Allegations prompt state review of Odyssey Charter School
The Delaware Department of Education is investigating Odyssey Charter School after allegations of potential violations.
DOE is starting a formal review because it says the school failed to fully address a variety of complaints dating back at least one year.
The main issue is the American Hellenic Educational Progressive Association (AHEPA) which helped launch the school in 2006 and appoints 5 of the school board's 9 members.
The Public Integrity Commission made five recommendations to the Odyssey board, including changing its bylaws so the male-only AHEPA, or the equivalent female-only group Daughters of Penelope do not make up a majority of the school board or school administrators. It also recommended not placing association members on hiring committees and having board members stay away from an early learning center project.
The board only committed to adopting some recommendations. Board President Josiah Wolcott says they want association members to have a majority on the board.
“We wanted some clarification about the DOE wanted or expected," he said. "But we addressed each of the recommendations from the Public Integrity Commission as best the board could.”
The letter from Education Secretary Susan Bunting outlines six allegations including misuse of state funding, conflicts of interest and gender discrimination. Wolcott disputes some of those allegations.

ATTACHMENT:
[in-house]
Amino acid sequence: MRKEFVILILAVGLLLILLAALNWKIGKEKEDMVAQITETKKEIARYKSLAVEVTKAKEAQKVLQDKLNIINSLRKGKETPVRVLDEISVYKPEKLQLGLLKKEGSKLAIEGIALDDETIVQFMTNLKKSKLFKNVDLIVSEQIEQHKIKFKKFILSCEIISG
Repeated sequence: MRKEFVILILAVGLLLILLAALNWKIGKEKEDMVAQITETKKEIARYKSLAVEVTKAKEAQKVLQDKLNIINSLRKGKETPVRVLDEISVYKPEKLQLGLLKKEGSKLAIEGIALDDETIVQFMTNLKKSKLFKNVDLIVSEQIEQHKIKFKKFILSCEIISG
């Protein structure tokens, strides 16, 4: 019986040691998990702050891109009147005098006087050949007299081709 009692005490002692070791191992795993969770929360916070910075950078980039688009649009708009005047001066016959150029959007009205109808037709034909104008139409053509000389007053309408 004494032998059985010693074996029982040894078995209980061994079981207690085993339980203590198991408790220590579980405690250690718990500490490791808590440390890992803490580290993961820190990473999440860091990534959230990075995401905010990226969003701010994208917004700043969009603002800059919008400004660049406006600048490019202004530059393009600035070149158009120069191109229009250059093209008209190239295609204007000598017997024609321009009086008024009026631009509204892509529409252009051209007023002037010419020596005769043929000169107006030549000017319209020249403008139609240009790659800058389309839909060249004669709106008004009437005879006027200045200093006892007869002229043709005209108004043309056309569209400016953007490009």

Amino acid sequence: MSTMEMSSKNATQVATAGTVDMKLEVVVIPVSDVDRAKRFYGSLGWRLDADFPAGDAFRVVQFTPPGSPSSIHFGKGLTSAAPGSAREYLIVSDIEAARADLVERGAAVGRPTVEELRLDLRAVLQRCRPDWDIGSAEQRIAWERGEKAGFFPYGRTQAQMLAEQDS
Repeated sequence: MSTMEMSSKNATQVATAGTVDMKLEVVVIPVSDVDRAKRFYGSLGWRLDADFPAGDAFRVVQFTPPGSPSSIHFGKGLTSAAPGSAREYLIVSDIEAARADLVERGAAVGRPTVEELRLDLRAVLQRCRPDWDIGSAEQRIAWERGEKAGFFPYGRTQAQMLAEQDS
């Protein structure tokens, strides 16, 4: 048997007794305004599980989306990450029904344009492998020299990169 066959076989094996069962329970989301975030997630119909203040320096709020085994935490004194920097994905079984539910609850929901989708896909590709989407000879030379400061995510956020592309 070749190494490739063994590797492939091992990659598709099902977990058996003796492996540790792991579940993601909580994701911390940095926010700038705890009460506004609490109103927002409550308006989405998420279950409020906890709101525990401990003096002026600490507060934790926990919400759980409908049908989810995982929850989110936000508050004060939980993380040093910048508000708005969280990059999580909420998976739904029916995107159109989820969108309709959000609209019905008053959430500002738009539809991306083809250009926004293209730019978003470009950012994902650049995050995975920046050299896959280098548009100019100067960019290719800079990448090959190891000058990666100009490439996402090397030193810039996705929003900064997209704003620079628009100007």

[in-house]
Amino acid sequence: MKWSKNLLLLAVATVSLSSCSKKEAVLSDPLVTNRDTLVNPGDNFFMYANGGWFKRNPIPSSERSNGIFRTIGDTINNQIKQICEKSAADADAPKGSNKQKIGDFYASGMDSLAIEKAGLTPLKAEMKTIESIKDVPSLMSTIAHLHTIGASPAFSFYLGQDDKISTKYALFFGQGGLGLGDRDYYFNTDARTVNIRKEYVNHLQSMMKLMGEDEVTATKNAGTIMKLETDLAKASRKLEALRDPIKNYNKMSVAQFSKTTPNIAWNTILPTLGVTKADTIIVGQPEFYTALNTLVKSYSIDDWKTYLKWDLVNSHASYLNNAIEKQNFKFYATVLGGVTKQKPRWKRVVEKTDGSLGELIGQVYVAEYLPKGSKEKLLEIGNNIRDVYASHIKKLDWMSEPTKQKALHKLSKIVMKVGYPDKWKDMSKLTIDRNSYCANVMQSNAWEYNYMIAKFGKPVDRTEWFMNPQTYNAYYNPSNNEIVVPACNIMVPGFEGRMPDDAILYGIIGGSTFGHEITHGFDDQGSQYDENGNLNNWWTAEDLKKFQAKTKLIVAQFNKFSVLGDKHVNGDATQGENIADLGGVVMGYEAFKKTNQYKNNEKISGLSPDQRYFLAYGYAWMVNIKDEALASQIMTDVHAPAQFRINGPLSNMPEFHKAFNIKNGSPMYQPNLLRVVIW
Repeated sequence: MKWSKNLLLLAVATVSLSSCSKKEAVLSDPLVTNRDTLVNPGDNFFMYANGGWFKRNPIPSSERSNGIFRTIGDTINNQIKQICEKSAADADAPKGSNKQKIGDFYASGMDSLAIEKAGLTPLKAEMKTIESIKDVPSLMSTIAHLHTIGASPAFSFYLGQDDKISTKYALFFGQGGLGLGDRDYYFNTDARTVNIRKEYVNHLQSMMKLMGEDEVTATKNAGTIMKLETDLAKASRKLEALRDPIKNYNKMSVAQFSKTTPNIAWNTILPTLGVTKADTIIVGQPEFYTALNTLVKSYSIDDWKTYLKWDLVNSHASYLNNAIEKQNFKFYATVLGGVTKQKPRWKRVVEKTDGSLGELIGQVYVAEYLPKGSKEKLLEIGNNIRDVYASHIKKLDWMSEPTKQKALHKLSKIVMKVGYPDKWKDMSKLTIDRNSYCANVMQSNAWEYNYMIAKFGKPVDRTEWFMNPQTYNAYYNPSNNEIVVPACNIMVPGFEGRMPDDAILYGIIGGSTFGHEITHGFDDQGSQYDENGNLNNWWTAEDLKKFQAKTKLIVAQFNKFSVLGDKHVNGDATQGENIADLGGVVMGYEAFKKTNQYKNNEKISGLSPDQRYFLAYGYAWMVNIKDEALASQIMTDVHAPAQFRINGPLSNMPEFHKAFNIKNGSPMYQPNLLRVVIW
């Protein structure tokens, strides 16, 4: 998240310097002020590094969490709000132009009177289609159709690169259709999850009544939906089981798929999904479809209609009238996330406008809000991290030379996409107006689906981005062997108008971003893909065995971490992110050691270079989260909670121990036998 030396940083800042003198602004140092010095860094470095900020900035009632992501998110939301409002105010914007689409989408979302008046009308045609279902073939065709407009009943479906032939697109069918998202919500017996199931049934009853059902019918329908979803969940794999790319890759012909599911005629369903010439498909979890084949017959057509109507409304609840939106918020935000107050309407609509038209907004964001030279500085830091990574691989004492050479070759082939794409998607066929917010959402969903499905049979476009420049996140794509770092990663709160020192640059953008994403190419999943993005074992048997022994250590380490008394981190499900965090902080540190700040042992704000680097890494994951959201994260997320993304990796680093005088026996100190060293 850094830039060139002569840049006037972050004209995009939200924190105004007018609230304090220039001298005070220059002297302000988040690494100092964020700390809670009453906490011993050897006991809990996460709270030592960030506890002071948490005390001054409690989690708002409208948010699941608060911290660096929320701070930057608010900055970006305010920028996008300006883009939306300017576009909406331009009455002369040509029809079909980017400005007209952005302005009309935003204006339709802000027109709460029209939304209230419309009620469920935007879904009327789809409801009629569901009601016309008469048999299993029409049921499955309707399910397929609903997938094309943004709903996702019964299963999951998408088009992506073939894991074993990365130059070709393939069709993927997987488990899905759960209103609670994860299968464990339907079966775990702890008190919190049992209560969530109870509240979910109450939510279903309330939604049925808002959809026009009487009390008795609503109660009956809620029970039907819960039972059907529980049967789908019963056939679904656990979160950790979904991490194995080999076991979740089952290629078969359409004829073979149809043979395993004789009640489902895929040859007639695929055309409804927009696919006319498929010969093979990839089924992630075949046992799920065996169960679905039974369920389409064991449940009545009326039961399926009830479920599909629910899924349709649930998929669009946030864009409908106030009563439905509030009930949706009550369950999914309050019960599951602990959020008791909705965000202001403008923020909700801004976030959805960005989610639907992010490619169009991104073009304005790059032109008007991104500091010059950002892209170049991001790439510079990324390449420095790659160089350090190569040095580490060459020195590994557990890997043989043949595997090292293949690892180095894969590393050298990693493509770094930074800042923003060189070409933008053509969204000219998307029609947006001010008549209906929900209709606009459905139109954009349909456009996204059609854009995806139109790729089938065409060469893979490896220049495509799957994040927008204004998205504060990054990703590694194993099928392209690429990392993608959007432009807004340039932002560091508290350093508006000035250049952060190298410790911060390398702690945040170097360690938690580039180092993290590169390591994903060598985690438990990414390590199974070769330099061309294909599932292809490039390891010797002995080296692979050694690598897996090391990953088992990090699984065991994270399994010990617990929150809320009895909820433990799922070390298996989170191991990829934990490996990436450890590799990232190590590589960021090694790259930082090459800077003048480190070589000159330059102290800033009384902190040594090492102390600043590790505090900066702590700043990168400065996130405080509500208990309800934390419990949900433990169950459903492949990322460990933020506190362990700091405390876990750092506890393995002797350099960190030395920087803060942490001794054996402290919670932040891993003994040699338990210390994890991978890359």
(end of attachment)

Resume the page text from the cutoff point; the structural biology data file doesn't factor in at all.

The letter alleges the school board president is chosen by the association and excludes women from the decision. The school board also once talked about finding a job for a former school board president, who was involved in creating the job description and qualifications for the position. The hiring committee, also chosen by the association, approved selecting that person, although he was not ultimately hired.
Wolcott says he believes AHEPA does not have too much influence over the school.
“The people who have you know day-to-day influence over the school are the people on the ground," he said. "The head of school and the campus operations officers, both of which are not AHEPAns.”
Another complaint alleges $108,000 went from Odyssey to the Ithaka Early Learning Center, a tenant of the charter school. The school claims it was a loan, but a Public Integrity Commission review found no documentation. Wolcott said the project is now dormat.
The Charter School Accountability Committee begins the formal review process at a May 28th meeting. The first public hearing is June 11th in Dover.
A decision on what action, if any, will be taken against Odyssey Charter is expected to be made at the State Board of Education's meeting July 18. Formal review can result in no action, probation or revocation of a school's charter.